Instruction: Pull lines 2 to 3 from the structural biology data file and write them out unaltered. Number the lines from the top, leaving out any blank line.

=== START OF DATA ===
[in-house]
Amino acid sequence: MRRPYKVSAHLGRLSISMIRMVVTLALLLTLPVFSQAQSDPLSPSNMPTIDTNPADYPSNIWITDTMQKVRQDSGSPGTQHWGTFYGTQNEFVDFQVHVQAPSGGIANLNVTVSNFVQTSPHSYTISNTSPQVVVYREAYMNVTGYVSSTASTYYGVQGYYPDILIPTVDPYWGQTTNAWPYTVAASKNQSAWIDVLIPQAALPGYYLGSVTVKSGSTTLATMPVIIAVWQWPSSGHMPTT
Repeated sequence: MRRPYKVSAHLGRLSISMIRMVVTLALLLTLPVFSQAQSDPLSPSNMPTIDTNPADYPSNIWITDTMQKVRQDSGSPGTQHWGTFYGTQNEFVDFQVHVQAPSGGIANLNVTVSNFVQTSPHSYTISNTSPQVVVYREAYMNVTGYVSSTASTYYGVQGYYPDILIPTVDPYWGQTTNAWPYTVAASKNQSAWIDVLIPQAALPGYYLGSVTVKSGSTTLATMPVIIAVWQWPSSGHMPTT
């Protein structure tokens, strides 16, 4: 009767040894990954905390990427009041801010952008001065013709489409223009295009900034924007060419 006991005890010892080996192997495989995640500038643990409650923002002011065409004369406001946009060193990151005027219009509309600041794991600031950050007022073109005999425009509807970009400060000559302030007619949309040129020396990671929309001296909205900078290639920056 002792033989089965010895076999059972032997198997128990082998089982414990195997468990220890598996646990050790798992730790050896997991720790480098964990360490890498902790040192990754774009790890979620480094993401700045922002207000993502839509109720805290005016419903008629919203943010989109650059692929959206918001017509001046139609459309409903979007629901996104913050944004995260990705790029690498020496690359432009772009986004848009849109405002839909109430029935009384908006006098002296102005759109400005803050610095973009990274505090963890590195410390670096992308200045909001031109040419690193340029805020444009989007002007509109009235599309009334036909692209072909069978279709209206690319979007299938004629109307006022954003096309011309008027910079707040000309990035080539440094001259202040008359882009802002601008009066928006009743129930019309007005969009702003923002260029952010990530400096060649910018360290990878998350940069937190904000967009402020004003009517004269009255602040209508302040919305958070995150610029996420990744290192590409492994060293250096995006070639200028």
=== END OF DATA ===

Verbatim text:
Amino acid sequence: MRRPYKVSAHLGRLSISMIRMVVTLALLLTLPVFSQAQSDPLSPSNMPTIDTNPADYPSNIWITDTMQKVRQDSGSPGTQHWGTFYGTQNEFVDFQVHVQAPSGGIANLNVTVSNFVQTSPHSYTISNTSPQVVVYREAYMNVTGYVSSTASTYYGVQGYYPDILIPTVDPYWGQTTNAWPYTVAASKNQSAWIDVLIPQAALPGYYLGSVTVKSGSTTLATMPVIIAVWQWPSSGHMPTT
Repeated sequence: MRRPYKVSAHLGRLSISMIRMVVTLALLLTLPVFSQAQSDPLSPSNMPTIDTNPADYPSNIWITDTMQKVRQDSGSPGTQHWGTFYGTQNEFVDFQVHVQAPSGGIANLNVTVSNFVQTSPHSYTISNTSPQVVVYREAYMNVTGYVSSTASTYYGVQGYYPDILIPTVDPYWGQTTNAWPYTVAASKNQSAWIDVLIPQAALPGYYLGSVTVKSGSTTLATMPVIIAVWQWPSSGHMPTT